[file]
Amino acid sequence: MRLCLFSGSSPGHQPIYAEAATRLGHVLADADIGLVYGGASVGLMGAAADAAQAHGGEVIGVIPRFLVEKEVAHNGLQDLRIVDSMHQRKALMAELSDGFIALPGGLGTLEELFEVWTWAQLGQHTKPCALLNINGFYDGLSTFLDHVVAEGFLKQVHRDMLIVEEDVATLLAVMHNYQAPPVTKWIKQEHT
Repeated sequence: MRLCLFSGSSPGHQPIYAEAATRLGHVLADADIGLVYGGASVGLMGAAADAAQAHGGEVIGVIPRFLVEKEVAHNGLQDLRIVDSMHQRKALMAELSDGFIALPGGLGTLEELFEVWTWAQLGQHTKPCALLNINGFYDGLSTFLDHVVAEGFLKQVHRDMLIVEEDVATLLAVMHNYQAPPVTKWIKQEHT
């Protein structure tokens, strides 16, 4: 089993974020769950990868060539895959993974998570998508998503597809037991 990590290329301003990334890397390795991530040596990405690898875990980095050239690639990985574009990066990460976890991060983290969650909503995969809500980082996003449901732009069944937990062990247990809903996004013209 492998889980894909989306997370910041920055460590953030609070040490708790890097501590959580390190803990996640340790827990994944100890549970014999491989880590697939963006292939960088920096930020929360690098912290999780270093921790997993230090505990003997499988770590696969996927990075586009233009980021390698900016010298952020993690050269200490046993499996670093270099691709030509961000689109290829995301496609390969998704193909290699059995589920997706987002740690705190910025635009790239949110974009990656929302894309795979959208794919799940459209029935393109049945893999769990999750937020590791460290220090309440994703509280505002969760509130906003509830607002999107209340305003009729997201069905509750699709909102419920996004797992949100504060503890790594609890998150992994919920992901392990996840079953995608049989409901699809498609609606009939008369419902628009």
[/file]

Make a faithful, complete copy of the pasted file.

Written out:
Amino acid sequence: MRLCLFSGSSPGHQPIYAEAATRLGHVLADADIGLVYGGASVGLMGAAADAAQAHGGEVIGVIPRFLVEKEVAHNGLQDLRIVDSMHQRKALMAELSDGFIALPGGLGTLEELFEVWTWAQLGQHTKPCALLNINGFYDGLSTFLDHVVAEGFLKQVHRDMLIVEEDVATLLAVMHNYQAPPVTKWIKQEHT
Repeated sequence: MRLCLFSGSSPGHQPIYAEAATRLGHVLADADIGLVYGGASVGLMGAAADAAQAHGGEVIGVIPRFLVEKEVAHNGLQDLRIVDSMHQRKALMAELSDGFIALPGGLGTLEELFEVWTWAQLGQHTKPCALLNINGFYDGLSTFLDHVVAEGFLKQVHRDMLIVEEDVATLLAVMHNYQAPPVTKWIKQEHT
């Protein structure tokens, strides 16, 4: 089993974020769950990868060539895959993974998570998508998503597809037991 990590290329301003990334890397390795991530040596990405690898875990980095050239690639990985574009990066990460976890991060983290969650909503995969809500980082996003449901732009069944937990062990247990809903996004013209 492998889980894909989306997370910041920055460590953030609070040490708790890097501590959580390190803990996640340790827990994944100890549970014999491989880590697939963006292939960088920096930020929360690098912290999780270093921790997993230090505990003997499988770590696969996927990075586009233009980021390698900016010298952020993690050269200490046993499996670093270099691709030509961000689109290829995301496609390969998704193909290699059995589920997706987002740690705190910025635009790239949110974009990656929302894309795979959208794919799940459209029935393109049945893999769990999750937020590791460290220090309440994703509280505002969760509130906003509830607002999107209340305003009729997201069905509750699709909102419920996004797992949100504060503890790594609890998150992994919920992901392990996840079953995608049989409901699809498609609606009939008369419902628009």